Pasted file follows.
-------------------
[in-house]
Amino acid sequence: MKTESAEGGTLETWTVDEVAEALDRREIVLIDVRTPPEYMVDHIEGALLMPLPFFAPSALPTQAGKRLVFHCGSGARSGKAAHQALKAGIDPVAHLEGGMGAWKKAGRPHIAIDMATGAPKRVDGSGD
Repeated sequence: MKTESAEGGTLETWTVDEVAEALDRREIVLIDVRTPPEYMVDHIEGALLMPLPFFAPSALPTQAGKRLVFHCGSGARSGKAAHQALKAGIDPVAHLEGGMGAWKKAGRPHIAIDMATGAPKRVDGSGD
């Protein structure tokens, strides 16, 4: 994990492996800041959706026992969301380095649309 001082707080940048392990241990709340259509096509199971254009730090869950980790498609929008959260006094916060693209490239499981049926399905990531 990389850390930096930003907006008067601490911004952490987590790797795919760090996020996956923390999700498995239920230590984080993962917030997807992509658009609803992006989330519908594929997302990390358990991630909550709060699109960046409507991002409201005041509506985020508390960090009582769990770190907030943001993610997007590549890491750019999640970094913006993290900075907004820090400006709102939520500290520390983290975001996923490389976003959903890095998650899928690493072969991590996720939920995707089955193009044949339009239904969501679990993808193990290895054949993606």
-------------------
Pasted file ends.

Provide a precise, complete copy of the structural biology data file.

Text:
[in-house]
Amino acid sequence: MKTESAEGGTLETWTVDEVAEALDRREIVLIDVRTPPEYMVDHIEGALLMPLPFFAPSALPTQAGKRLVFHCGSGARSGKAAHQALKAGIDPVAHLEGGMGAWKKAGRPHIAIDMATGAPKRVDGSGD
Repeated sequence: MKTESAEGGTLETWTVDEVAEALDRREIVLIDVRTPPEYMVDHIEGALLMPLPFFAPSALPTQAGKRLVFHCGSGARSGKAAHQALKAGIDPVAHLEGGMGAWKKAGRPHIAIDMATGAPKRVDGSGD
């Protein structure tokens, strides 16, 4: 994990492996800041959706026992969301380095649309 001082707080940048392990241990709340259509096509199971254009730090869950980790498609929008959260006094916060693209490239499981049926399905990531 990389850390930096930003907006008067601490911004952490987590790797795919760090996020996956923390999700498995239920230590984080993962917030997807992509658009609803992006989330519908594929997302990390358990991630909550709060699109960046409507991002409201005041509506985020508390960090009582769990770190907030943001993610997007590549890491750019999640970094913006993290900075907004820090400006709102939520500290520390983290975001996923490389976003959903890095998650899928690493072969991590996720939920995707089955193009044949339009239904969501679990993808193990290895054949993606």